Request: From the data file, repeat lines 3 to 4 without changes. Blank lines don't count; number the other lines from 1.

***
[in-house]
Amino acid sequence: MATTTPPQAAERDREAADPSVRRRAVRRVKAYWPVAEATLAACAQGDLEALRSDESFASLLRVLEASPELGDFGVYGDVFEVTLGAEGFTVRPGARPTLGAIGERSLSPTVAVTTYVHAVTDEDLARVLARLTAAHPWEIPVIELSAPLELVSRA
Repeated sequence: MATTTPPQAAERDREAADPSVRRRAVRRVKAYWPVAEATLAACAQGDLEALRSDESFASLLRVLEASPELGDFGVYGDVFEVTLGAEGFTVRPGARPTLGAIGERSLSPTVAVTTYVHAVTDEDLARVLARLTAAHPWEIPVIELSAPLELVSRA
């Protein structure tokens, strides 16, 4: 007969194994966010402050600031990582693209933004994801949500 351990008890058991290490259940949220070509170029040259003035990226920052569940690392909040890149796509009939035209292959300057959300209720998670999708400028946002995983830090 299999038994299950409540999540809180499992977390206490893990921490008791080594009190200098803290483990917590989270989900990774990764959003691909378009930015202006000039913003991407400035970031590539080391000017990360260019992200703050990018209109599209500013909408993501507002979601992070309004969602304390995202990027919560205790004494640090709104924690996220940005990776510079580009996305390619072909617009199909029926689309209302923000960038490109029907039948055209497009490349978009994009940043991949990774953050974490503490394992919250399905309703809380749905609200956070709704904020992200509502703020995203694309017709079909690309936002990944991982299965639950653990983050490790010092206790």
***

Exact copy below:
Repeated sequence: MATTTPPQAAERDREAADPSVRRRAVRRVKAYWPVAEATLAACAQGDLEALRSDESFASLLRVLEASPELGDFGVYGDVFEVTLGAEGFTVRPGARPTLGAIGERSLSPTVAVTTYVHAVTDEDLARVLARLTAAHPWEIPVIELSAPLELVSRA
């Protein structure tokens, strides 16, 4: 007969194994966010402050600031990582693209933004994801949500 351990008890058991290490259940949220070509170029040259003035990226920052569940690392909040890149796509009939035209292959300057959300209720998670999708400028946002995983830090 299999038994299950409540999540809180499992977390206490893990921490008791080594009190200098803290483990917590989270989900990774990764959003691909378009930015202006000039913003991407400035970031590539080391000017990360260019992200703050990018209109599209500013909408993501507002979601992070309004969602304390995202990027919560205790004494640090709104924690996220940005990776510079580009996305390619072909617009199909029926689309209302923000960038490109029907039948055209497009490349978009994009940043991949990774953050974490503490394992919250399905309703809380749905609200956070709704904020992200509502703020995203694309017709079909690309936002990944991982299965639950653990983050490790010092206790």